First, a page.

In 2015 the blockchain entered a new phase of public awareness. Bitcoin, which once generated all public comment on cryptocurrencies, took a backseat to the larger subject of blockchain technology. Major magazines like The Economist featured stories on the amazing potential of the blockchain. Their comments have followed a similar narrative: while Bitcoin is an innovation, it is a product and application of the blockchain, while it is the blockchain itself that offers a genuinely new innovation with huge implications for financial institution infrastructures.
Earlier this year, Nasdaq announced it would incorporate the technology into its operations
All the comment and activity surrounding the blockchain has been more than just speculative or academic: major financial institutions, banks and stock exchanges have been investing time and money into adopting blockchain technology into their infrastructure.
Earlier this year, Nasdaq announced it would incorporate the technology into its operations. At the time of the announcement, Nasdaq CEO Bob Greifeld stated the blockchain’s benefits to the industry are immense and cannot be ignored.
That same month, Barclays announced it currently is home to over 45 bitcoin and blockchain related experiments. Similarly, Deloitte has a cryptocurrency group that numbers around 100 people across 12 countries in which the company operates.
In September, 22 major banking institutions—including Barclays, RBS and Goldman Sachs—announced they had joined an initiative led by financial innovation firm R3 to standardize the use of distributed ledger technologies. The goal of this partnership is to establish an industry-wide protocol consistency, marking the first significant commitment by the banks to collaboratively evaluate and apply this emerging technology to the global financial system.
That same month, Barclays announced it currently is home to over 45 bitcoin and blockchain related experiments. Similarly, Deloitte has a cryptocurrency group that numbers around 100 people across 12 countries in which the company operates. Other entrants into the spa ce from the traditional banking system include UBS, Citi and USAA. These projects now underway can be grouped under the heading of 2nd generation or Blockchain 2.0 initiatives.
These developments underline that the blockchain has now entered an intermediate, corporate test phase. There are many use-cases being explored by both startups and large financial institutions. This is a process that is expected to be ongoing well into 2016, with viable products in the space becoming operational within the next year. While none of these are currently deployable, we expect that to change over the coming months.
Company acceptance of blockchain integration will require vision from the top…
With all the talk of disruption in the financial sector, many companies looking to leverage blockchain technology are faced with dizzying numbers of competing claims and pie-in-the-sky predictions. The chance to pull the rug out from a competitor has dazzled many a chief innovation officer. While it is important businesses embrace the opportunity the blockchain presents, they must proceed with caution.
This is more than just boilerplate advice. Blockchain technology has gained significant attention in a relatively short period of time, leaving many financial institutions without the expertise needed to sift through competing claims. Business should approach change in the following way: Seek out people who have the expertise but are not trying to push any particular product or platform;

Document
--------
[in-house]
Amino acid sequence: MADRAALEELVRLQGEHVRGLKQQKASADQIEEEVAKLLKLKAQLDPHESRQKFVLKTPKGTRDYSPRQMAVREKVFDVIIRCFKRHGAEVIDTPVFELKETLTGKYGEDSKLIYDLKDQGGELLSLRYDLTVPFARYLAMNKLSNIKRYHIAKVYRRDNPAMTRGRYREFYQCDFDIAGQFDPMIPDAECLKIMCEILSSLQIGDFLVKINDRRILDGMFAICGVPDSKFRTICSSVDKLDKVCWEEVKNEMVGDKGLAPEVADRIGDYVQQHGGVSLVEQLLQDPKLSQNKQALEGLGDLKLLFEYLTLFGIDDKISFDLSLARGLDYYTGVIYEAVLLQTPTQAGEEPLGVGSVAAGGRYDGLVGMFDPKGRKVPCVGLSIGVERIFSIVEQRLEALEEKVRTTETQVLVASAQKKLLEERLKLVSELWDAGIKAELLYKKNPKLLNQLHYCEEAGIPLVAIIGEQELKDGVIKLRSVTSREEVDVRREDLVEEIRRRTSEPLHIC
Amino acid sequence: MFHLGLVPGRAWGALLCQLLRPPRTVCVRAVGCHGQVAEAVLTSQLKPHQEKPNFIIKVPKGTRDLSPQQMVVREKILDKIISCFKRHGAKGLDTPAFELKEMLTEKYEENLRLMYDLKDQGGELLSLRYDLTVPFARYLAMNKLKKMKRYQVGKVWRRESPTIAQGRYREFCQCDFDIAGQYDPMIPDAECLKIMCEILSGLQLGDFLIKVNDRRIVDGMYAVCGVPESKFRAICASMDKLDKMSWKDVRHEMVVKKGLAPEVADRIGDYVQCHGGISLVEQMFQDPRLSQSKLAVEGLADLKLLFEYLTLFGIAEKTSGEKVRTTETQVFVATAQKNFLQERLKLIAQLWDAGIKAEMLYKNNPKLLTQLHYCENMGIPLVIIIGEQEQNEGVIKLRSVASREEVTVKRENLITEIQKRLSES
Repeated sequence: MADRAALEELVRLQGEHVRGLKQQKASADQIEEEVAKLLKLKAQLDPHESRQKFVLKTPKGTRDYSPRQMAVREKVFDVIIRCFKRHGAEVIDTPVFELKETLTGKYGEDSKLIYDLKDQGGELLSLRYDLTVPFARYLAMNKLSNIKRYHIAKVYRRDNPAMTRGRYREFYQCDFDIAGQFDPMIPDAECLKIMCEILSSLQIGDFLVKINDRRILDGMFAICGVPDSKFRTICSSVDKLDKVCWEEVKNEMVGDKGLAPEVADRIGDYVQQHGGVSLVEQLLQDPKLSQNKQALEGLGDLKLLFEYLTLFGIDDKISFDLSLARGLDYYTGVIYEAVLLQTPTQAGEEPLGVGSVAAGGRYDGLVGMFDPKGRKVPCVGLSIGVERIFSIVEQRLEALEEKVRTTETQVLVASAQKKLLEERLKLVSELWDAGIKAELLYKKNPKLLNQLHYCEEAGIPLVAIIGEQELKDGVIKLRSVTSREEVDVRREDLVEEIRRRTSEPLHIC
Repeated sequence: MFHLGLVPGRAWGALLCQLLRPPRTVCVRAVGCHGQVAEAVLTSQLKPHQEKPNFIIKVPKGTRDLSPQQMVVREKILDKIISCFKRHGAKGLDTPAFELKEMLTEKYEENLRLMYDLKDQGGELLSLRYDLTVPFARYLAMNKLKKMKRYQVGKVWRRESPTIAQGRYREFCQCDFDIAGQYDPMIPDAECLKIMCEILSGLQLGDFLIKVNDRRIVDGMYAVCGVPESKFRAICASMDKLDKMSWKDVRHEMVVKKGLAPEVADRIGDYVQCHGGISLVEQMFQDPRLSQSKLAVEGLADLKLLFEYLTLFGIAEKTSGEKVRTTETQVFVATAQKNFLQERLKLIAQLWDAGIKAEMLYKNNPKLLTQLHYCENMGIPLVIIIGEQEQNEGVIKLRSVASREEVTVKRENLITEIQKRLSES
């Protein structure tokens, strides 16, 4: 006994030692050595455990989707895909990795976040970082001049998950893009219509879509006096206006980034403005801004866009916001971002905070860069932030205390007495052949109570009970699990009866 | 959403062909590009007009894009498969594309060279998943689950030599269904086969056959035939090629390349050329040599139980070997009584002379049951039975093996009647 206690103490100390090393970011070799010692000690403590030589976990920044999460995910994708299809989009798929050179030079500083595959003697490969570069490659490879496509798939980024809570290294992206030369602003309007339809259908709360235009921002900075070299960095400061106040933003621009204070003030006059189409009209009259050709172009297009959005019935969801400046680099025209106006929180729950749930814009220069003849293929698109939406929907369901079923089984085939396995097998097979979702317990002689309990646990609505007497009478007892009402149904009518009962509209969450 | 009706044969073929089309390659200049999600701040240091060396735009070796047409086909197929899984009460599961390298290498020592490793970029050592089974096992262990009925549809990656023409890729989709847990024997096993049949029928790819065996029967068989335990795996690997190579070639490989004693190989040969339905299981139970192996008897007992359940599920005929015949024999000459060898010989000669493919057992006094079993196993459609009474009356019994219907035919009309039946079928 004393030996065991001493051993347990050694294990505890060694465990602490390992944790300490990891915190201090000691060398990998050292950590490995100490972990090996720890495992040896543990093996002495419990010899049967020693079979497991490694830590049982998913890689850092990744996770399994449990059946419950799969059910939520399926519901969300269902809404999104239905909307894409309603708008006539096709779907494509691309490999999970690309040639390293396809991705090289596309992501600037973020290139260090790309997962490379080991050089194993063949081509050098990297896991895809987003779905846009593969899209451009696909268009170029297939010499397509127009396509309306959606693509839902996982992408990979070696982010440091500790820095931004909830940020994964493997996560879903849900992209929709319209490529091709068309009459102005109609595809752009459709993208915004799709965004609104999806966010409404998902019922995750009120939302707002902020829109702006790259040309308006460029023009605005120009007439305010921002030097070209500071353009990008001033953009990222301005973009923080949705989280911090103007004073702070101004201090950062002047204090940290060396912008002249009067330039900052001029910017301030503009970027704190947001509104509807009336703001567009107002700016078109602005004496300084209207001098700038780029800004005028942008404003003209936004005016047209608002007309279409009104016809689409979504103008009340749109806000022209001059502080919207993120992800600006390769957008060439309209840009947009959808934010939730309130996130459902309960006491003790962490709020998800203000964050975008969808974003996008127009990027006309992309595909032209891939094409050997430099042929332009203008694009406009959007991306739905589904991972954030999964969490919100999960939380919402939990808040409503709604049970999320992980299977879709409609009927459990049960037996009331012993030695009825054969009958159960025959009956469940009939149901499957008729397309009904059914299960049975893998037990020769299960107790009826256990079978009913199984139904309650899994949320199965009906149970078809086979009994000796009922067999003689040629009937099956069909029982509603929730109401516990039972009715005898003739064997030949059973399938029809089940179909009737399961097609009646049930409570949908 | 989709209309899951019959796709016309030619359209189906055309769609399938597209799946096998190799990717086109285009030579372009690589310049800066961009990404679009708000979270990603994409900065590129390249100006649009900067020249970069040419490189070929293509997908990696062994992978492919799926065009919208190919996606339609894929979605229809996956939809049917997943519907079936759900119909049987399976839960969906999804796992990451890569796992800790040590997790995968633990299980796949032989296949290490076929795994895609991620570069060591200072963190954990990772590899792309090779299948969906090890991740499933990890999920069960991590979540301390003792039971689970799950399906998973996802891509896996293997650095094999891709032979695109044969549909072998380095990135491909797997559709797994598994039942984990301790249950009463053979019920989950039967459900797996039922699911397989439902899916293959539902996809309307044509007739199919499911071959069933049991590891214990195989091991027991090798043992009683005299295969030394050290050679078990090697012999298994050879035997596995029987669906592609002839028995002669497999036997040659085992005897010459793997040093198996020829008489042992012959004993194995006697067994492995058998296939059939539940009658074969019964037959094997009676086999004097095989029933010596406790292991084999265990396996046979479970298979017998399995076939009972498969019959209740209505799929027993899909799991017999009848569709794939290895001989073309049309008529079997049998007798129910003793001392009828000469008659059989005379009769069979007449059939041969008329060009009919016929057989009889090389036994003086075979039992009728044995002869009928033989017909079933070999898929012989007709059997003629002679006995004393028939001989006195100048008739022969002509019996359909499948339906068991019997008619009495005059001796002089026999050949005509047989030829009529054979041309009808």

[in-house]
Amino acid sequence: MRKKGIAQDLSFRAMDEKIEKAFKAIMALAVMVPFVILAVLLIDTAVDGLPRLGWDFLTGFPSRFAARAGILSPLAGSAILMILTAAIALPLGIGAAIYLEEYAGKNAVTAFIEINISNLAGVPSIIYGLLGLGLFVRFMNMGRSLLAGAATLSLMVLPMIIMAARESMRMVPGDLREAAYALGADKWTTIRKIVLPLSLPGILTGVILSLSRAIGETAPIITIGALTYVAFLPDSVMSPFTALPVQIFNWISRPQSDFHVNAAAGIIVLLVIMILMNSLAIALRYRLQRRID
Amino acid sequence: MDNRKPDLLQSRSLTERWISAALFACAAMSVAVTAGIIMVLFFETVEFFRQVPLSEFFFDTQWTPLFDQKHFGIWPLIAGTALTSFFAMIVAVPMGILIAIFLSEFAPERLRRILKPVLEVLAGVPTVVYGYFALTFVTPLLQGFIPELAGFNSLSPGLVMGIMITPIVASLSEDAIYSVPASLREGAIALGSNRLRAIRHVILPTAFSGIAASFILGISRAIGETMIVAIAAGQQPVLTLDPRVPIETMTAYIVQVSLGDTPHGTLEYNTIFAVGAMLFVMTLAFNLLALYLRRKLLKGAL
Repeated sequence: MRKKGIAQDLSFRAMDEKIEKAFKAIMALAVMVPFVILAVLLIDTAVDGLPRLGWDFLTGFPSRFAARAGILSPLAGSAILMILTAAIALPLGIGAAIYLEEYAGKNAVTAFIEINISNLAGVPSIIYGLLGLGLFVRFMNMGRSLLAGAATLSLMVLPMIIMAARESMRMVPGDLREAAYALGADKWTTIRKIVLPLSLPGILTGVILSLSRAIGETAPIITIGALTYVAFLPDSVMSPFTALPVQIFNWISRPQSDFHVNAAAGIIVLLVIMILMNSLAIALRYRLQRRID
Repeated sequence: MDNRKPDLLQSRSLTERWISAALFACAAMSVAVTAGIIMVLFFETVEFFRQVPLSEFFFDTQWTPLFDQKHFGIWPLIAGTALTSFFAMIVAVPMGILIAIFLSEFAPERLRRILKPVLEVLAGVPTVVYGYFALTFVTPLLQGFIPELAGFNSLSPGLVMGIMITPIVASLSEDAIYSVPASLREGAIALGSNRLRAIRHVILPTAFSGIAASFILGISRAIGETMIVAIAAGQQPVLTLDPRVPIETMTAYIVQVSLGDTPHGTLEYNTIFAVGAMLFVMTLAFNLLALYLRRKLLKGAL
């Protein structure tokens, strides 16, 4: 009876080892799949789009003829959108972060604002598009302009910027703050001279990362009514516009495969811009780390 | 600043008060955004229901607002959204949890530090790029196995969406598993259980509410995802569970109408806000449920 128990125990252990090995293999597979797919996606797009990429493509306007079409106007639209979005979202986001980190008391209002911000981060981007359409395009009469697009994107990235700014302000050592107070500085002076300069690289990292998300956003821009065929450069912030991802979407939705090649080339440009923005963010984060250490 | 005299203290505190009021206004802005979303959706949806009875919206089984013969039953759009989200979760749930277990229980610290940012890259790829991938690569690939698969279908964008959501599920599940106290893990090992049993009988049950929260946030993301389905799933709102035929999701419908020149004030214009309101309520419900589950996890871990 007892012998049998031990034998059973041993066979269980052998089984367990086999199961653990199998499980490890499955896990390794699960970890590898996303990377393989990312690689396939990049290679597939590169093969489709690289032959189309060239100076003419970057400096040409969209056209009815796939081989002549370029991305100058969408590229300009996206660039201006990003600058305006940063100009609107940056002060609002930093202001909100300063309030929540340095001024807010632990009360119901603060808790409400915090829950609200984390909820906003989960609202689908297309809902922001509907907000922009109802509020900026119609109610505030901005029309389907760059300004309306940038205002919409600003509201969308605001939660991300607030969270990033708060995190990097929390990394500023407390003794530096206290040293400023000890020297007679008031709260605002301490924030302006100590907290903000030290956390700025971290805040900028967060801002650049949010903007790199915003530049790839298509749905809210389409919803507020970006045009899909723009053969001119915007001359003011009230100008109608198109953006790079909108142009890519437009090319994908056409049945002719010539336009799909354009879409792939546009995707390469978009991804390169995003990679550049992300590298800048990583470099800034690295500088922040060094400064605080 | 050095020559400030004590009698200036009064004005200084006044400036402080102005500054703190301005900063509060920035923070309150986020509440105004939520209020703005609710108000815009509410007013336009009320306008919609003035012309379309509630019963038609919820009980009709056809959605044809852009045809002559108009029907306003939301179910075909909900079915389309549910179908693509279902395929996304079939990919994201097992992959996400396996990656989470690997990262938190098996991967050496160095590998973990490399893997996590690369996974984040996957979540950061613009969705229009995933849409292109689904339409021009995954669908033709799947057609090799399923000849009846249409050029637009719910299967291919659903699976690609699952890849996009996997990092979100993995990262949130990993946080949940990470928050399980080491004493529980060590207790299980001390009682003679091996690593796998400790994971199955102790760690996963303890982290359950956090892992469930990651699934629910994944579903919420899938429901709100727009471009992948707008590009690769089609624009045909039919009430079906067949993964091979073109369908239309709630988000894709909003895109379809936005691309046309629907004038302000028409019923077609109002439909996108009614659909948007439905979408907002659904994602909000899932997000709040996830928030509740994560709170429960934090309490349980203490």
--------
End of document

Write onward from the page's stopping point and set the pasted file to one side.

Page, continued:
thoroughly vet your options before deciding who to work with, and then again when selecting products; take an agnostic attitude when considering different platforms; and look for advice from a professional who has sufficient depth of background in the space to cut through the hype.
As a general rule, while waiting to see which movers in the space are proven winners, businesses should start the process of adoption in-house with test products — remembering also that entrenched aspects of a company’s culture will have to be nurtured towards change before adoption can happen. Company acceptance of blockchain integration will require vision from the top, and this will need to be clearly communicated to staff throughout your workplace.
While it’s never easy to predict the future, and while this is by no means a complete list, what follows are some of developments we are currently seeing:
• Security Settlement - Many financial institutions and startups are currently working to improve the securities settlement process using blockchain technology. The most significant gains would be a system in which the security is embedded directly onto a blockchain (most likely, a private “contractual” blockchain managed by known participants). This would allow for near-instantaneous settlement, and eliminate much of the friction and risk associated with post-trade operations.
• Syndicated Loans - It can take up to 20 days to settle syndicated loan trades, making this a prime market for disruption using fast and efficient blockchain settlement. There are companies currently developing offerings in this space.
• KYC (Know Your Customer) - Cryptographic ID could reduce KYC friction by enabling a more efficient verification process. However, existing regulatory constraints and the fact that most ID must be government-issued could stifle development in this area.
• Derivative Trading - Blockchain 2.0 projects with advanced scripting capabilities could enable financial institutions to flexibly create derivatives matching their immediate needs and risks, with all the standard advantages of blockchain-based assets, specifically automatic execution and cryptographic security.